It was more of the same against the Italians as future Hall of Famer Dino Meneghin asserted himself at the slot with 16 points, the same tally by Lorenzo Carraro, and Renzo Bariviera erupted with 25 points.  With two more teammates, Giulio Iellini and Marco Bonamico, also joining them in double figures with 12 points each, the Italians had no problem as they quickly took a 54-30 bulge at the turn and coasted from there. Four locals – Cariño, Yabut, Cruz and Herrera – finished in twin digits with 16, 15, 12 and 10 points, in that order. Watson would miss here the first of four games he would sit out with an injury.

That didn’t help the Filipinos’ cause any as the Australians came next and blitzed them by 45, 97-52, the lowest tally the nationals would have in the tournament. Five Australians, led by Andris Blicavs who notched 17 points, scored in double figures as the team from Down Under jumped to a 48-21 bulge at the break. In contrast, only one local – Herrera with 10 – was in twin digits as Cruz again struggled with just four markers.

Getting the nationals’ scalps next was Canada, which nevertheless had the smallest winning margin over the Philippines throughout the games after beating the host country 99-88. The Filipinos, with Cruz finally regaining his touch with a personal-high 33 points, didn’t allow the Canadians to break away the way other opponents did, and, despite missing Watson and using just seven players, gave a relatively good account of themselves. Carpio, with 18 points, Castillo (13) and Israel (10) backed Cruz up. Five players, led by Howard Kelsey with 22 points and former NBA player Leo Rautins with 20, had twin tallies for the Canadians.

Against the US in their last semifinal-round game, the locals fell for a seventh straight time, with the Americans winning 100-70. The US, as it was wont to do in the World Championship before the advent of the open era in 1989 and the participation of NBA stars for the first time in the Olympics in 1992, did not even send their best collegiate players in this one, letting the core of the Athletes in Action team, a barnstorming group of Christian players, to take up the cudgels for the Americans. But that did not matter as Eugene Parker, a 6-1 guard from Purdue, hit for 26 points and three other players – Irv Kiffin Jr. (14), Marvin Delph (13) and 7-2 center Ralph Drollinger (11) – also scored in double figures for the US. Cruz, with 22 points, and Carpio, with 20, bore the brunt of the Filipinos’ offense.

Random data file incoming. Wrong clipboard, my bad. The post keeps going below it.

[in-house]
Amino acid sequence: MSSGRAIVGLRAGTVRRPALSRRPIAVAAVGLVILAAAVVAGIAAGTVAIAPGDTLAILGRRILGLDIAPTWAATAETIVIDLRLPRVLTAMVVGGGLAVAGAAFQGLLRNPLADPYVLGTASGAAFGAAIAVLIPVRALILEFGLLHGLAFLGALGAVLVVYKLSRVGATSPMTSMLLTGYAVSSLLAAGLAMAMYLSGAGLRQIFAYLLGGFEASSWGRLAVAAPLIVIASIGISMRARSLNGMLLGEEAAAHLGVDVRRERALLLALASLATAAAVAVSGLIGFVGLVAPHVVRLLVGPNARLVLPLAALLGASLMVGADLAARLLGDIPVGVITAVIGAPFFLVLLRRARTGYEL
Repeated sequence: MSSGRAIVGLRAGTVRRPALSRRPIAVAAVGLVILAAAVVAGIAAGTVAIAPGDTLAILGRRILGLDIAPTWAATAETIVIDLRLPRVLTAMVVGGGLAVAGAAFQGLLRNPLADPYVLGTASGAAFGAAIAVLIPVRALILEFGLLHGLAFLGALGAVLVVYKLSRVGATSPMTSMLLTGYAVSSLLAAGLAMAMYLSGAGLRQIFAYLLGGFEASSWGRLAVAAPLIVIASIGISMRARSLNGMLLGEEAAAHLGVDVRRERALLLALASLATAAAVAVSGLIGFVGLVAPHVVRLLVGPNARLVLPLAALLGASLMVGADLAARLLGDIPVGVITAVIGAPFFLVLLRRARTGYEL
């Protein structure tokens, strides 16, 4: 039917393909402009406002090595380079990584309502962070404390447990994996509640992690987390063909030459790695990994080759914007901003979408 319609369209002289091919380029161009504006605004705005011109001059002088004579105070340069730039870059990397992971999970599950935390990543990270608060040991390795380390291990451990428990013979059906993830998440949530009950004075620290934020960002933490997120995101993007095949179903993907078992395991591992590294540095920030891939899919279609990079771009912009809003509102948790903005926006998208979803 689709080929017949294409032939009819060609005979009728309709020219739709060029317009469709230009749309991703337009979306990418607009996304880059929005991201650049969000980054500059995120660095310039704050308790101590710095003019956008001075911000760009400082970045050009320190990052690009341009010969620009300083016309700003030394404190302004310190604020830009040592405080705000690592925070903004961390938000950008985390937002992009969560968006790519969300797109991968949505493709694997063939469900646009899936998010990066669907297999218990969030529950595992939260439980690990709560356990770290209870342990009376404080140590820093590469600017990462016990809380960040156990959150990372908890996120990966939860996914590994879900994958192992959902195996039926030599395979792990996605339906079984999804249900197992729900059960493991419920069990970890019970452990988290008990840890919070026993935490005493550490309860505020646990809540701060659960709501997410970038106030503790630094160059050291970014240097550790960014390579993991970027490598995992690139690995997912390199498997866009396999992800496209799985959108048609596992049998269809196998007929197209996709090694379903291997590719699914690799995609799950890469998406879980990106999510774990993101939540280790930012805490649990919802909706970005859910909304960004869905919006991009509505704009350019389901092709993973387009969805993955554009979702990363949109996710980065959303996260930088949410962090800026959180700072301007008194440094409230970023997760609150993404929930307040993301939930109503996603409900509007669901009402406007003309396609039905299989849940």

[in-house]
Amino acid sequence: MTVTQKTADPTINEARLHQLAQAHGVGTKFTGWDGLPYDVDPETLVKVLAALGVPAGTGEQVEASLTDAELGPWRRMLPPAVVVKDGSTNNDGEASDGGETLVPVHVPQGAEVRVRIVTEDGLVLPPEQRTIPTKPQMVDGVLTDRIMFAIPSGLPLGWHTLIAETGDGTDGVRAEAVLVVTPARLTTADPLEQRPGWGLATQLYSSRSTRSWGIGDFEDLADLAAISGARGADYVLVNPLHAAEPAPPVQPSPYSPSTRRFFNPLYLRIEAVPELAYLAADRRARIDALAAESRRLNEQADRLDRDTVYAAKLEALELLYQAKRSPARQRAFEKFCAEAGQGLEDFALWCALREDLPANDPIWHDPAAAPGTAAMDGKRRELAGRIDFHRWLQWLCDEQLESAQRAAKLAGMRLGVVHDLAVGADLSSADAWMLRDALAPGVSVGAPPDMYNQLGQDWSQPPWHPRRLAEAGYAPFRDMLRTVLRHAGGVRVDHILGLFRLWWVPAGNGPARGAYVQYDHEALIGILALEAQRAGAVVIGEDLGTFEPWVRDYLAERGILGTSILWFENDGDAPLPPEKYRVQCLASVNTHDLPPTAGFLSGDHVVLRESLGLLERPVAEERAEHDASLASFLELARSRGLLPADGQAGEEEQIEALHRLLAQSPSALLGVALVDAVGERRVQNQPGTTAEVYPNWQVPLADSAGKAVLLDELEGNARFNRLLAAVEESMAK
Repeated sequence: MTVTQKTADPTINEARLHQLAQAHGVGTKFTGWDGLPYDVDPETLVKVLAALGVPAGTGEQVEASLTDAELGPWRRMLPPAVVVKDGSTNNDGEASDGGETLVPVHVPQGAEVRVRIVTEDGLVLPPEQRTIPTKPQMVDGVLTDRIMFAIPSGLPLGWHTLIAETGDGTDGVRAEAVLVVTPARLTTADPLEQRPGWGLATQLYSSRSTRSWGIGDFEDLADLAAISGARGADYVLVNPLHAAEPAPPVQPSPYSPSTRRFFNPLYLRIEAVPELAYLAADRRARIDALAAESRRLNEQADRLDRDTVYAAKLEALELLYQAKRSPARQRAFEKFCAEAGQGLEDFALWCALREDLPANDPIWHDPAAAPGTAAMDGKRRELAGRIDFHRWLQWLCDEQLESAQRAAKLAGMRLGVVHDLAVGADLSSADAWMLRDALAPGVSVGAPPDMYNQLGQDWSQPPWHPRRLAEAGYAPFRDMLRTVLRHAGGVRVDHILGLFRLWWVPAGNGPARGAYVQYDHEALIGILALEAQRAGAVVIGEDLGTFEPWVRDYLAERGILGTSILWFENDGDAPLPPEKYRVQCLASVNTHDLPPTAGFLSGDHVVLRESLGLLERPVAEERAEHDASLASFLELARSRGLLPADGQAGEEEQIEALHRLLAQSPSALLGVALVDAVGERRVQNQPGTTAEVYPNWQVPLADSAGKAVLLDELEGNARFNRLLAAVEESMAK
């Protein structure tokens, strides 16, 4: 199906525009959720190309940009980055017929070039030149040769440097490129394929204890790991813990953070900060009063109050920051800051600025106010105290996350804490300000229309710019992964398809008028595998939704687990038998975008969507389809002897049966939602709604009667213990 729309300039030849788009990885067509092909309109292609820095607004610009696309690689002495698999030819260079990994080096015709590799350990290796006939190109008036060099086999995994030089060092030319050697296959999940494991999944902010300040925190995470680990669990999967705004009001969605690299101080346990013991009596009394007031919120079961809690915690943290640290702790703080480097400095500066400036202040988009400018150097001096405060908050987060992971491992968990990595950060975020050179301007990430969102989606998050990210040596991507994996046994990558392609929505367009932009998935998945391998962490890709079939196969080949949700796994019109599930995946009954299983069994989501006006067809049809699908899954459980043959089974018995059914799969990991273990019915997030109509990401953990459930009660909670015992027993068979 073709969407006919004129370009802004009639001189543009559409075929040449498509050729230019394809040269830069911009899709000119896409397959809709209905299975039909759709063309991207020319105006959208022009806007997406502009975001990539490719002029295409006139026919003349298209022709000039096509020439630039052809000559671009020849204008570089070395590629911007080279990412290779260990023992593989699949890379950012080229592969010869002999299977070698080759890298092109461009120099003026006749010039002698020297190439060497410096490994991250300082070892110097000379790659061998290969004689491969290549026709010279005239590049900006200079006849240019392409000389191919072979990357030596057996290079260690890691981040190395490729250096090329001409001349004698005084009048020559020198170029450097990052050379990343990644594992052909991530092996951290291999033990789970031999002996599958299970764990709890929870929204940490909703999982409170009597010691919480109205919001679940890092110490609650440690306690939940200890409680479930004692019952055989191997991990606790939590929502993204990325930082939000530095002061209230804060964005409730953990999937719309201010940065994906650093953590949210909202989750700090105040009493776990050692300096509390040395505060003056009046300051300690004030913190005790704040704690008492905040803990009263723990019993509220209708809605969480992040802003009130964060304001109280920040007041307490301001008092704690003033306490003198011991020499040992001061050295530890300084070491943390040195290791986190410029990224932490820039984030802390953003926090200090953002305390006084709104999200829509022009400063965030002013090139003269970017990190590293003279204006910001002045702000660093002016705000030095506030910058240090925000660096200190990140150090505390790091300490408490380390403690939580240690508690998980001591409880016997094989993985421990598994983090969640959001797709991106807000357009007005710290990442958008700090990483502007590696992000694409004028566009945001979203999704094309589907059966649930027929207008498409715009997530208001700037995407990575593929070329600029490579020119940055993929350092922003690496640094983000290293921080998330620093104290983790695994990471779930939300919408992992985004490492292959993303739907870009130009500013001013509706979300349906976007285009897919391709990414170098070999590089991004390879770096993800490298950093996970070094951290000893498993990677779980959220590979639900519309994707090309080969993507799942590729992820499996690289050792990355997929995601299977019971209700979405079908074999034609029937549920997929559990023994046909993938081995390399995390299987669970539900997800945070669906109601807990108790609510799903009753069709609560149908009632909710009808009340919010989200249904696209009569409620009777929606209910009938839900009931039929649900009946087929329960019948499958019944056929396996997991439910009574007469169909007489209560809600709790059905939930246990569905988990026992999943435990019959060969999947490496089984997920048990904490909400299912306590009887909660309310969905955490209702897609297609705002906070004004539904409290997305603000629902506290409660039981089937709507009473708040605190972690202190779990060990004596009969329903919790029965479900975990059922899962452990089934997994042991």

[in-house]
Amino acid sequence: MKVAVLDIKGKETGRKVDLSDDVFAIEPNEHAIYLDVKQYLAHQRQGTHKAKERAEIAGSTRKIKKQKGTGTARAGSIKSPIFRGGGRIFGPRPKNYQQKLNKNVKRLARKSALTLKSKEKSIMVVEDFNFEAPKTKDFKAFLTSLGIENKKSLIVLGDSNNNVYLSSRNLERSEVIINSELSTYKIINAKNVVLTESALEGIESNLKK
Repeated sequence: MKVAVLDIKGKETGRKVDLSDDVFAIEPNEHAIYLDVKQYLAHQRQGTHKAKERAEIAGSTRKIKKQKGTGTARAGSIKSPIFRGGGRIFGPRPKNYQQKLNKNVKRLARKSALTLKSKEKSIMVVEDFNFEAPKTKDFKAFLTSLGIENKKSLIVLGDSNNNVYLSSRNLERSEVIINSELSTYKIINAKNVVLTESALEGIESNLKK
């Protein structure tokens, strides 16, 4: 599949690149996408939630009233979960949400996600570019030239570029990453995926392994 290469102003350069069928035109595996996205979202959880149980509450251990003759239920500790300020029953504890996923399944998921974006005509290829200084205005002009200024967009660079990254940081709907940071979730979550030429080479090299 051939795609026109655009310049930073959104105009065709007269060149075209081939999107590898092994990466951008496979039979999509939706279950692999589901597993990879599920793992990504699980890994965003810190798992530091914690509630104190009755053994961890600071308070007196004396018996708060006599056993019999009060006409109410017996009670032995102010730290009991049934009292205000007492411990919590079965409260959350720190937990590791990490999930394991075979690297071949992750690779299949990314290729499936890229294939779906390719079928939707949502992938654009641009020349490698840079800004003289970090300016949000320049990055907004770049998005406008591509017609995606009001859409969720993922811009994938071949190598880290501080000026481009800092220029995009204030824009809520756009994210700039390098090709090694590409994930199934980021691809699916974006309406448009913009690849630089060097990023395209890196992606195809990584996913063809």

It was thus left for the Philippines and Australia, then at the tailend of the eight-team semifinal cast, to dispute seventh place, and the Australians repeated over the Filipinos 92-74 to notch their highest finish yet at the time. The hosts played gallantly and were behind by just two 38-36 at the half, but the Philippines simply lacked the firepower and the size and couldn’t keep up in the end. Les Riddle (18 points) and Phil Smyth (15) led five Aussies in double figures. Cruz (14 points) led three other locals who scored twin digits. Cruz, a 5-foot-11 guard, eventually wound up as the Philippines’ leading scorer in the tournament with a 16.8-point average, but unlike the legendary Loyzaga, it hardly mattered in the end as the Filipinos wound up winless in the country’s last appearance in the World Championship.

Filipino roundball fans, no doubt, are hoping that a different journey will be navigated by Gilas Pilipinas later this month in Spain.

Next issue, we come up with the victorious Yugoslavian campaign in the Manila conclave. – Rappler.com

 

Bert A. Ramirez has been a freelance sportswriter/columnist since the '80s, writing mostly about the NBA and once serving as consultant and editor for Tower Sports Magazine, the longest-running locally published NBA magazine, from 1999 to 2008.  He has also written columns and articles for such publications as Malaya, Sports Digest, Winners Sports Weekly, Pro Guide, Sports Weekly, Sports Flash, Sports World, Basketball Weekly and the FIBA's International Basketball, and currently writes a sports column for QC Metro Manila Life and, until this summer, a weekly blog for BostonSports Desk.  A former corporate manager, Bert has breathed, drunk and slept sports most of his life.